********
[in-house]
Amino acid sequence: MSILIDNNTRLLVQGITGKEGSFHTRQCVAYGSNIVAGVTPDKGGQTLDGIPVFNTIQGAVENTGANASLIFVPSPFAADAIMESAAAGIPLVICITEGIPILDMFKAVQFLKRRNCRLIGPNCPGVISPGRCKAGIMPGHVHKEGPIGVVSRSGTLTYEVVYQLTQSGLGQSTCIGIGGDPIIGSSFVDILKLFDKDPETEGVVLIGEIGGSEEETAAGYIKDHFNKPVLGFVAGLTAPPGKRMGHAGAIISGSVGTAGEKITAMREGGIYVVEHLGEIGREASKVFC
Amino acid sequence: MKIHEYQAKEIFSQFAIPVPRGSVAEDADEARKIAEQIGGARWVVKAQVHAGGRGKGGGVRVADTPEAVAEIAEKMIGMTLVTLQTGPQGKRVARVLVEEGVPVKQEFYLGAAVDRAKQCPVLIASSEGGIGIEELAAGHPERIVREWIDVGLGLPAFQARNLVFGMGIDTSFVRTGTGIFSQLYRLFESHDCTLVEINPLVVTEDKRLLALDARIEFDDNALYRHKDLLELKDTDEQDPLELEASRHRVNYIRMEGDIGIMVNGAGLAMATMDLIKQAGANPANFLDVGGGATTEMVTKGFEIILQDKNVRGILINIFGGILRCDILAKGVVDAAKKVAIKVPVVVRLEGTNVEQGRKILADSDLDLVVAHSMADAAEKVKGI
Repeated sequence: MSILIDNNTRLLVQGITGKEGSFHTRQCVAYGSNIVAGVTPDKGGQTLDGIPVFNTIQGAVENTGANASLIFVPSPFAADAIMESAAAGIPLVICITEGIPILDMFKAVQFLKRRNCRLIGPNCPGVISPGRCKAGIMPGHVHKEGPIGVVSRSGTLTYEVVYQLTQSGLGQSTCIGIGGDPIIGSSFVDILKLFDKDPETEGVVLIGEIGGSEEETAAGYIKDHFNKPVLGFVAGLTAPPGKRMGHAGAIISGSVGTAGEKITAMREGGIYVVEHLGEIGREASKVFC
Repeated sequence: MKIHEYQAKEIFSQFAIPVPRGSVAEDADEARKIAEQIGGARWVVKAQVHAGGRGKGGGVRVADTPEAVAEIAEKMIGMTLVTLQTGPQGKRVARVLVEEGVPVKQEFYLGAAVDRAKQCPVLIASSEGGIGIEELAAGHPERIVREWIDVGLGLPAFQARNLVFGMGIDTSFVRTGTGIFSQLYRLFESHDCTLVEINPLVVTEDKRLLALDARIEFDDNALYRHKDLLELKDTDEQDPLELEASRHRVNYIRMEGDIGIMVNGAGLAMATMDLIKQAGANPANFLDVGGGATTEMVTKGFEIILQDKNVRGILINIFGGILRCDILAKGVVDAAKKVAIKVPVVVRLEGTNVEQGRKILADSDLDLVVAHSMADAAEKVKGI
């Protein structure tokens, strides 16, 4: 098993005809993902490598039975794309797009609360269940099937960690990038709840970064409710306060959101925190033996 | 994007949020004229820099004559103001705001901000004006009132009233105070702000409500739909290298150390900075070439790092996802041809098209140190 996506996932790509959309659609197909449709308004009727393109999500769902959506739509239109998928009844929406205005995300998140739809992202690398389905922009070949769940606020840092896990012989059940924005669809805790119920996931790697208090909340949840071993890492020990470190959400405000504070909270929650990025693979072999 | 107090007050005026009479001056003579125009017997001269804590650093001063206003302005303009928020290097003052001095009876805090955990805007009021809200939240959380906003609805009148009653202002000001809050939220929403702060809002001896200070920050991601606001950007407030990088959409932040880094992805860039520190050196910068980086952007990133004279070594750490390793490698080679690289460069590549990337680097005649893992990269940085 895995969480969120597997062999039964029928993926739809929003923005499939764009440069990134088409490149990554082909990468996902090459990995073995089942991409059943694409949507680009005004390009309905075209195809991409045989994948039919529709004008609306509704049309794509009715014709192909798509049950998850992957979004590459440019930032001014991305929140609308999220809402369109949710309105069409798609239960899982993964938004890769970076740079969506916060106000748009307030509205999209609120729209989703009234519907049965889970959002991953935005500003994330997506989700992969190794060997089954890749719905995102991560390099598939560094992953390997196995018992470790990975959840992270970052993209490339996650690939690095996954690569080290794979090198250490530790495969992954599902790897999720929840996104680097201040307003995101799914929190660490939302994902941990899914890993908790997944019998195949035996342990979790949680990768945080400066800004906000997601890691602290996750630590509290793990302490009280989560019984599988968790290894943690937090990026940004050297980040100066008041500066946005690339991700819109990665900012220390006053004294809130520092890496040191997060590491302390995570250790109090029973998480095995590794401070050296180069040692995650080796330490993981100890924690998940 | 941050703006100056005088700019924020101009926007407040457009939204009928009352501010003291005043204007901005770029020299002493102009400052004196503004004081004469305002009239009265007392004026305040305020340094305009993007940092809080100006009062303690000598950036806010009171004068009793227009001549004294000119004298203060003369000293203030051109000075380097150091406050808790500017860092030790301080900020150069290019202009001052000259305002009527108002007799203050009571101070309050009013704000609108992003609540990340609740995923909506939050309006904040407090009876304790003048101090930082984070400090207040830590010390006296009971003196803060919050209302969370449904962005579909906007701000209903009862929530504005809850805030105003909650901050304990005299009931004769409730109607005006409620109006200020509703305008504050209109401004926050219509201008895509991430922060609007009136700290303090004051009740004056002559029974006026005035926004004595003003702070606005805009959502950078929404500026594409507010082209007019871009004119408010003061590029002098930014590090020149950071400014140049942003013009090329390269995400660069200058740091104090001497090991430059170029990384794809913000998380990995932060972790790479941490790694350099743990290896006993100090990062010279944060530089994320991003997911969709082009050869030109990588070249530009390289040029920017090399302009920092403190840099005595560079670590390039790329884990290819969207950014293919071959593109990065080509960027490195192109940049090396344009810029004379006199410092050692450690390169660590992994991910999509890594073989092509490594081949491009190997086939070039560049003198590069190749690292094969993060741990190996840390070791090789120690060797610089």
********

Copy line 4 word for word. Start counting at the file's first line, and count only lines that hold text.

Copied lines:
Repeated sequence: MSILIDNNTRLLVQGITGKEGSFHTRQCVAYGSNIVAGVTPDKGGQTLDGIPVFNTIQGAVENTGANASLIFVPSPFAADAIMESAAAGIPLVICITEGIPILDMFKAVQFLKRRNCRLIGPNCPGVISPGRCKAGIMPGHVHKEGPIGVVSRSGTLTYEVVYQLTQSGLGQSTCIGIGGDPIIGSSFVDILKLFDKDPETEGVVLIGEIGGSEEETAAGYIKDHFNKPVLGFVAGLTAPPGKRMGHAGAIISGSVGTAGEKITAMREGGIYVVEHLGEIGREASKVFC